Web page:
1 votes:
I'm not going to ask my representatives in government to support an act that is clearly unconstitutional. Article VI, clause 2.
2012-11-18 04:05:02 PM
1 votes:

Anenu: While I support legalized marijuana and in fact most other drugs I can't help but feel that this law would be used as an reason to pass other laws that allow states to create laws contrary to the stance of the federal government. For all you naysayers out their what would be the legal difference between this law and a law that stated that the federal government should respect states wishes when it came to healthcare laws?


The federal government could pass that law now. Indeed, a limited version of that is the basis for the state exchanges under the ACA.
2012-11-18 04:01:51 PM
1 votes:

incendi: jso2897: And when the DEA challenges it in court? Well, the 99% probability is that the courts would toss it - but if they ruled in it's favor, they would be making new, scary law. I have noticed that when people are stoned, they can only think a very short way into the future.

On what basis would the DEA challenge it, out of curiosity?


On the basis that it would permit states to negate federal laws by passing contrary laws of their own.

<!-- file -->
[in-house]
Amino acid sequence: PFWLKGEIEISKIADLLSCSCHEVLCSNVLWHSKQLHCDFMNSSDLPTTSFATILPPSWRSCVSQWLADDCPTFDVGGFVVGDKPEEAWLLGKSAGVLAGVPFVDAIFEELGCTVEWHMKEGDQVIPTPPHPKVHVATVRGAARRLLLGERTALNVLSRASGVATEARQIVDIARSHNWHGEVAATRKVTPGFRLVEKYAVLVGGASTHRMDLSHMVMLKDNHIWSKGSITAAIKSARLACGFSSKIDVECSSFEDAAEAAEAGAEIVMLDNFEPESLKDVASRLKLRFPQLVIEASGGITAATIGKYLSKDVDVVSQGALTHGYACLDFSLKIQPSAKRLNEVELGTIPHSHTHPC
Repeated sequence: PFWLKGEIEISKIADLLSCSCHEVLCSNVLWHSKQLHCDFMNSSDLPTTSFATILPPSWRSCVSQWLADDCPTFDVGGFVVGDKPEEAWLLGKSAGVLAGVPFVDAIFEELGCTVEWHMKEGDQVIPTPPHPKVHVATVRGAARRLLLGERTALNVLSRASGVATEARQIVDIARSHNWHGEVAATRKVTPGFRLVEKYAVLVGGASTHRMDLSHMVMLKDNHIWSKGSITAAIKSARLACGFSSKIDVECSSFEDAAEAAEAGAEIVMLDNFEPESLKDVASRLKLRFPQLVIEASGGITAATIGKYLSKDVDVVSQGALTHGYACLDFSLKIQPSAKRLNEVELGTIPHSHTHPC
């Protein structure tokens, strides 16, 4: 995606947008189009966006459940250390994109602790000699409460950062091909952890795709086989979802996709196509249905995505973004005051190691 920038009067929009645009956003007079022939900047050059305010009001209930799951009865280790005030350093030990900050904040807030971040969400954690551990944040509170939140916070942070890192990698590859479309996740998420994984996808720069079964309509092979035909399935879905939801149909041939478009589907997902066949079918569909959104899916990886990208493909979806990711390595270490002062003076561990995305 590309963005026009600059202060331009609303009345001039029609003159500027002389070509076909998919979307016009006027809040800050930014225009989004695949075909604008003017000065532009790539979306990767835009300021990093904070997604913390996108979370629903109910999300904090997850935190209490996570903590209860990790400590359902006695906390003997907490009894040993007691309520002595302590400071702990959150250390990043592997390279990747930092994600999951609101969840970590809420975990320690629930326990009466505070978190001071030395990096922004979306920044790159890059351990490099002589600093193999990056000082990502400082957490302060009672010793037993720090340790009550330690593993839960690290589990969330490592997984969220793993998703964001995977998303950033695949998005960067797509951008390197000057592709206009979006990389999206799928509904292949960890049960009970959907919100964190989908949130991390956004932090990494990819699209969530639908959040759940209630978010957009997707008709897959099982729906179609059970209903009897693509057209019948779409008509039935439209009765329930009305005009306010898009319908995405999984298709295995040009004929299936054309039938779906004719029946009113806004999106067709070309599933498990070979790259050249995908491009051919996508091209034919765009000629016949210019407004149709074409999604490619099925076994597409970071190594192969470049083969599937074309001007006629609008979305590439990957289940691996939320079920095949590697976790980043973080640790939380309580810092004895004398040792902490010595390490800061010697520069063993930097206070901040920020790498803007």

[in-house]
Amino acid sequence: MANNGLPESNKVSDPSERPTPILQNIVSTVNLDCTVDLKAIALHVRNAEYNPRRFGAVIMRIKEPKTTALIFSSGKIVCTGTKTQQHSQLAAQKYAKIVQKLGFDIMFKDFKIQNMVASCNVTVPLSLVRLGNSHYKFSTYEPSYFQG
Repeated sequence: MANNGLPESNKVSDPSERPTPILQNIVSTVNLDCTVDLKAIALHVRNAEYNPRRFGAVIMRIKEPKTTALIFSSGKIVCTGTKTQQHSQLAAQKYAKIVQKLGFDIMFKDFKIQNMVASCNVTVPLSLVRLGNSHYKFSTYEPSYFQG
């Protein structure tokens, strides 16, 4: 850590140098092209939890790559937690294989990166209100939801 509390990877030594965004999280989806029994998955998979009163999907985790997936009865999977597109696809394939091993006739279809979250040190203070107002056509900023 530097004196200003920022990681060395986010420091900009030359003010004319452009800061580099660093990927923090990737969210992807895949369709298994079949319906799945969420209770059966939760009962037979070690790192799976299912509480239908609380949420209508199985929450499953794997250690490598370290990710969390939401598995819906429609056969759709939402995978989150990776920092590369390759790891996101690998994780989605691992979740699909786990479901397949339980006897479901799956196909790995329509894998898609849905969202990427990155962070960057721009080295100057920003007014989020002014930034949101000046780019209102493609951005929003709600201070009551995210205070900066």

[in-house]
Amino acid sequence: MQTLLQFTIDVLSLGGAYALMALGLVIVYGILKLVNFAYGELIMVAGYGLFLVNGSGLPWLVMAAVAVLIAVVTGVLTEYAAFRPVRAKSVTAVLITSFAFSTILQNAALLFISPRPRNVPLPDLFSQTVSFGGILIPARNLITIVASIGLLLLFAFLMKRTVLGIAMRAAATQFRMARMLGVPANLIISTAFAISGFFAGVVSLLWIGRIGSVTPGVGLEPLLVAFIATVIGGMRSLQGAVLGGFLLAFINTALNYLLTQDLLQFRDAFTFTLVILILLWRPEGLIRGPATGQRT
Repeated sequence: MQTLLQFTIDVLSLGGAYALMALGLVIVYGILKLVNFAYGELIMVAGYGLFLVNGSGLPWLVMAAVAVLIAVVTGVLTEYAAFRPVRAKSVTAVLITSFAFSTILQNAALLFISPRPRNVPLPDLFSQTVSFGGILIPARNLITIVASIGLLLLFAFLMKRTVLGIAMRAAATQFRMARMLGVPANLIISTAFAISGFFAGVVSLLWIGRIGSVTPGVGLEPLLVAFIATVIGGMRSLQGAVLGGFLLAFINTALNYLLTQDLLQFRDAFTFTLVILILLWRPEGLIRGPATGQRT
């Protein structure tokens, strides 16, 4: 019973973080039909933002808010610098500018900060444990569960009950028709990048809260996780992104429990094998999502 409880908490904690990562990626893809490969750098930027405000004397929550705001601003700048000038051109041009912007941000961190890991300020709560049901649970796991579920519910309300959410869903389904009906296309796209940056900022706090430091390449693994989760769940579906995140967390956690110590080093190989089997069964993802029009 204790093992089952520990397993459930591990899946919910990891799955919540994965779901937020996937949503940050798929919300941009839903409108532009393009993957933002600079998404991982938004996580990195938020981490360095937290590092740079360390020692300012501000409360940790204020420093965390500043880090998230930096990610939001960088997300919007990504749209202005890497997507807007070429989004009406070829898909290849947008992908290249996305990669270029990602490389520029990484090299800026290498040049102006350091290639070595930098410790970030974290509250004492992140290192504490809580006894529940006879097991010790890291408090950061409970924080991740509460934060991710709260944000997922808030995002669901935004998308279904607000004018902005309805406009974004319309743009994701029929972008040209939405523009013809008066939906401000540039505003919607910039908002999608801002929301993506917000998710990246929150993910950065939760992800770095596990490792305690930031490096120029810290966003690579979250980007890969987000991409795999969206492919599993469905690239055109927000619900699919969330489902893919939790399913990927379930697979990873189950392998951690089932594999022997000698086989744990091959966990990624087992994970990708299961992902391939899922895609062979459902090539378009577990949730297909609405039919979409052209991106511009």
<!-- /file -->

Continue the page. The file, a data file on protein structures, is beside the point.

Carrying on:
The fact that the law is narrow in scope might not limit the principle established to the isuues in the law.
Maybe my tinfoil hat is on too tight, but I have seen the intention of other good laws twisted into very bad things in our courts.
You might be right - I tend to be paranoid about these things. But why not just put forward a bill to deschedule marijuana? Wouldn't that really be the right way to go here? Because if the argument for this is that it might be politically easier to do - that's just not a good argument.
2012-11-18 03:45:10 PM
1 votes:

incendi: Emposter: Call you congressperson and ask them to legalize marijuana, not tear down our system of government.

I don't think this quite rises to level of "tear[ing] down our system of government." It does contribute, to some extent, to the speghettification of our legal code, which I disapprove of. I'd rather they just go ahead and deschedule it, which would basically have the same result of it still being illegal in most places. But it's not tearing down our system of government. Jesus dick.


Yeah, that would be altogether better and make more sense, but in general I thought liberals were in favor of half-assed incrementalism.
2012-11-18 03:42:21 PM
1 votes:

doyner: Uuuuh, no. Liberals need to consider the long-term legal ramifications of opening the nullification Pandora's box.


As this is federal legislation being proposed, I think you may need to go learn what nullification actually is prior to trying to use the word in conversation.